Separating materials into the different bags makes it easier to sort at the recycling depot. Without the support of the recycling depots, the Blue Bag Recycling Program would not be such a success.
Remember that by separating materials properly recycling saves your tax dollar by diverting more material from the landfill.
The following materials should NOT be placed in blue bags and will remain part of the regular garbage collection:
Boxboard (e.g. cereal boxes, paper towel rolls, shoe boxes, detergent boxes, etc.)
Household Plastics (i.e. shampoo bottles, ice cream containers, plastic shopping bags, detergent bottles, windshield wash bottles, etc.)
Glass Jars (e.g. jam jars, mason jars, etc.)
One metric ton of recycled newspaper saves about 17 trees.
Every ton of old newspapers recycled represent a saving of three cubic metres of landfill space.
Garbage costs the Town of Paradise $23.00 per ton to enter Robin Hood Bay landfill site. Composting grass clippings, vegetables and other plant waste reduces the tonnage to the landfill.
It takes 500,000 trees to supply North Americans with their Sunday paper - every Sunday.
Making cans from recycled aluminum rather than raw aluminum cuts air pollution by 95%.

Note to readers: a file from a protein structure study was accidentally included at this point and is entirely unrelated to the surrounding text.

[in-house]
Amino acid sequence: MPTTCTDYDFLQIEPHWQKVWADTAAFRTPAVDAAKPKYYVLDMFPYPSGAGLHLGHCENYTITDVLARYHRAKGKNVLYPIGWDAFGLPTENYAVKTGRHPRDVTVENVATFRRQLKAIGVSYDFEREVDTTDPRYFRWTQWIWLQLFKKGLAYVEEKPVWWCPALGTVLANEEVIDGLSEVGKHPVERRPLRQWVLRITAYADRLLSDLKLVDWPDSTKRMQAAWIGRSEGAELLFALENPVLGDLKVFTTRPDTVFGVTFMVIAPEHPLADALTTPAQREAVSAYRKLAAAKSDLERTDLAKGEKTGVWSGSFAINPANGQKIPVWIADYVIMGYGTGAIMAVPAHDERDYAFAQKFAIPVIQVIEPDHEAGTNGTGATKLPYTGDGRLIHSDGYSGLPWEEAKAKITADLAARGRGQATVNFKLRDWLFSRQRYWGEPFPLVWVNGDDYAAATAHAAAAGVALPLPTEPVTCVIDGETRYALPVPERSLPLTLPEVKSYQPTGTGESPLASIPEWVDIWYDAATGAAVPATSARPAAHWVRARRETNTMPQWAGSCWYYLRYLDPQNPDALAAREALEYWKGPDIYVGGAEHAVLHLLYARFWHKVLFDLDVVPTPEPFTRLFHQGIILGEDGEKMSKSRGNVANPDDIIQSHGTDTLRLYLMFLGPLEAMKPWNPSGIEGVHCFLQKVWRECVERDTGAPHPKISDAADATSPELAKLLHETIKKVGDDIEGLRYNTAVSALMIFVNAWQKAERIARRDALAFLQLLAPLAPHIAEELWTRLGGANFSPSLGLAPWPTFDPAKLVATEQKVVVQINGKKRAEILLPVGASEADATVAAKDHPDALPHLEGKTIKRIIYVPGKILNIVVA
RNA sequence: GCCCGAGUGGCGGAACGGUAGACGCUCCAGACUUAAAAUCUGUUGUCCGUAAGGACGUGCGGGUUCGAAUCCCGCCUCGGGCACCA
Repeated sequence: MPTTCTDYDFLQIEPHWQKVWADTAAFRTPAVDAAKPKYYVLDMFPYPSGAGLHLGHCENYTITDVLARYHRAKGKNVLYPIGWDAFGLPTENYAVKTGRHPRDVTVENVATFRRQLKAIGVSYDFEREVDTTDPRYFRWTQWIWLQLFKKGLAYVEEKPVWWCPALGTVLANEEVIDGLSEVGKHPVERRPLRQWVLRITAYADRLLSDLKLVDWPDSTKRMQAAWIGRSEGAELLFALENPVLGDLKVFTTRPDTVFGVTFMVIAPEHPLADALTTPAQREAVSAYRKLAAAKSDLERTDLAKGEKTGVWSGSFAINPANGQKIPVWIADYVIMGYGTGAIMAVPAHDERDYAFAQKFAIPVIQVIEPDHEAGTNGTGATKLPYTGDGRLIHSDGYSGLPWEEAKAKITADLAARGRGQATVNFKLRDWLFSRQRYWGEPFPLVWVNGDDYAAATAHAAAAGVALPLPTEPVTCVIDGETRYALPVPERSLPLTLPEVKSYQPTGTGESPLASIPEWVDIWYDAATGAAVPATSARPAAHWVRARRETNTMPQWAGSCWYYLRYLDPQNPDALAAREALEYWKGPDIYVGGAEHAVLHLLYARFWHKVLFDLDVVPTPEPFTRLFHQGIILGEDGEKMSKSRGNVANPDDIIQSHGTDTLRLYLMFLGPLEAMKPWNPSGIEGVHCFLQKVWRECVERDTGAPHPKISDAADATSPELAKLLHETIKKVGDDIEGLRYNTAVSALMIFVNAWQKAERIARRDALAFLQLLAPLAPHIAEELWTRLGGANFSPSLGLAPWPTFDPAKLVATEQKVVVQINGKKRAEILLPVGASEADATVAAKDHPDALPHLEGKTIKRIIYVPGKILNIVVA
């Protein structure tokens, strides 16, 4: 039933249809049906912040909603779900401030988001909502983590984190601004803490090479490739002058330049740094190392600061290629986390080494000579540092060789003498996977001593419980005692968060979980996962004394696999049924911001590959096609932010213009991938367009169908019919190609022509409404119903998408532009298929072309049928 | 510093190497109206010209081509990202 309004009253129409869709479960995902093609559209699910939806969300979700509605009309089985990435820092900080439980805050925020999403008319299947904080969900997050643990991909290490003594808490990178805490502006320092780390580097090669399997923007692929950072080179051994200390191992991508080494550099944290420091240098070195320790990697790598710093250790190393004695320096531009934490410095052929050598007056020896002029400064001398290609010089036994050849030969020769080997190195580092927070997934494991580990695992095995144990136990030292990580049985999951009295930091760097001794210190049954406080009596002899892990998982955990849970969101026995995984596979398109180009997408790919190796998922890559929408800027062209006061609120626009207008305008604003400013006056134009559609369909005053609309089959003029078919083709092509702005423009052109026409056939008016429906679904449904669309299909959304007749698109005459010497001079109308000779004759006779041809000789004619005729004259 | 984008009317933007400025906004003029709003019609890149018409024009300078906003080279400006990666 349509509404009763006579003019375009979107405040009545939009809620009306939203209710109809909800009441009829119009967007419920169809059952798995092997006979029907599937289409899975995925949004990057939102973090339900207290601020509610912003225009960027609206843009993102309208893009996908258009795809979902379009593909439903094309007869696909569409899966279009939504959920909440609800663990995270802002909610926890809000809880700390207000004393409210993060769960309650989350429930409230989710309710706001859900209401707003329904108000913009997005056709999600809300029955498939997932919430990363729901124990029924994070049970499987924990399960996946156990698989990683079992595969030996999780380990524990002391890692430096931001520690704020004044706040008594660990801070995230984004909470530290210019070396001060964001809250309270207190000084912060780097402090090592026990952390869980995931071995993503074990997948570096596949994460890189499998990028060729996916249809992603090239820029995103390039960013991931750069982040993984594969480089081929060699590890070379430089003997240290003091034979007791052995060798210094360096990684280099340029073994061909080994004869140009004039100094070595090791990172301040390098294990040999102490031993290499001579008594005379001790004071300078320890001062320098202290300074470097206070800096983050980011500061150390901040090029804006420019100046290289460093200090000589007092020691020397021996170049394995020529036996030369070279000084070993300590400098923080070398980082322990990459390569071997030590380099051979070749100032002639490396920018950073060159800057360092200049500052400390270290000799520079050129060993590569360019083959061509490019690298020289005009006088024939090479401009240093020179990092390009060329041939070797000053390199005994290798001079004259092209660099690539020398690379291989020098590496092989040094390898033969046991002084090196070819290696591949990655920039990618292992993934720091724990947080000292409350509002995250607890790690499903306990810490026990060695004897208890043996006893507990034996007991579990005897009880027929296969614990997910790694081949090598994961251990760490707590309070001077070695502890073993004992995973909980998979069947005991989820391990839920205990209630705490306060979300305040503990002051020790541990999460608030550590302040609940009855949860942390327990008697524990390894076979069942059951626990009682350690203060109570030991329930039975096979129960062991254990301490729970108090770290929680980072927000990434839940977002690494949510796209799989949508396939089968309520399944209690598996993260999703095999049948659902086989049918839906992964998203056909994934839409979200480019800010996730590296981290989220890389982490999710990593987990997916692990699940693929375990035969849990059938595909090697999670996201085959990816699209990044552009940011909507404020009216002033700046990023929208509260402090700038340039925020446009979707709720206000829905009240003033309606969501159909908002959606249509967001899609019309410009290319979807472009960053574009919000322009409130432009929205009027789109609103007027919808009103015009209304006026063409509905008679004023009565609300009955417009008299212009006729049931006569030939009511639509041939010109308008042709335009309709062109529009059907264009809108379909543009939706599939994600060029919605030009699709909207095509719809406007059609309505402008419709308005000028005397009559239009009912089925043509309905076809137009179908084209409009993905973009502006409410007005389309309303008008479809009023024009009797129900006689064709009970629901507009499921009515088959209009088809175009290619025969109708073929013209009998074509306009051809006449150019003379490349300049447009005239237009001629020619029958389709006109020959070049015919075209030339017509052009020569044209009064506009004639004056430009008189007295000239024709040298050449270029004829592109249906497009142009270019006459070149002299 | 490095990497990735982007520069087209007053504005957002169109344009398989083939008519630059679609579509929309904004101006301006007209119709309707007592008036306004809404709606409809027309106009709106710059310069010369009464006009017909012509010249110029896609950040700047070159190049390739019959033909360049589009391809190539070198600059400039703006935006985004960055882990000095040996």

40% of material sent to landfills is composed of paper, 14% of which is newspaper.
Recycling cardboard can cut sulfur dioxide emissions by 50%.
Recycling saves energy, thus reducing acid rain, global warming, and air pollution.
The volume of aluminum cans deposited in landfills every three months could rebuild an entire commercial airline fleet.
Recycling one aluminum can saves the amount of energy needed to light one 100-watt bulb for 20 hours. The energy saved from recycling one aluminum can is enough to run a standard television for 3 hours.
Recycling 15 two-litre soft drink bottles can make one square foot of carpet, a XL T-shirt, and filling for a ski jacket.
35 two-litre soft drink bottles can make a sleeping bag and a baseball cap can be made from only 2 two-litre bottles.
Canadians take home over 55 million shopping bags a week.
Frequently Asked Questions
1. Why are some materials not collected even though the recycling symbol is stamped on the item?
Many materials are recyclable but recycling depots cannot accept all materials because of their current market value. If the depot cannot find a market, they will end up taking on additional costs, which is passed on to the municipality.
2. Why Blue Bags?
(1) minimize expenditures for new trucks and recycling bins;
(2) eliminates curbside sorting;
(3) bags are more convenient for participants. Proven to collect more recyclables;
(4) trucking efficiencies - bags allow for fuller loads;
(5) decreased contamination - materials in bags are protected from the elements;
(6) less litter - bags are sealed whereas blue box contents have the potential to blow around the neighbourhood.
3. Where do I get blue bags?
4. How do I use the blue bags?
Place your recyclable materials in the bag and tie the top.
5. Are the blue bags recycled?
Yes, they are pulled out of the recyclables stream, baled and marketed. Recycled bags can be used to make materials such as plastic lumber composites (i.e. decks and patios).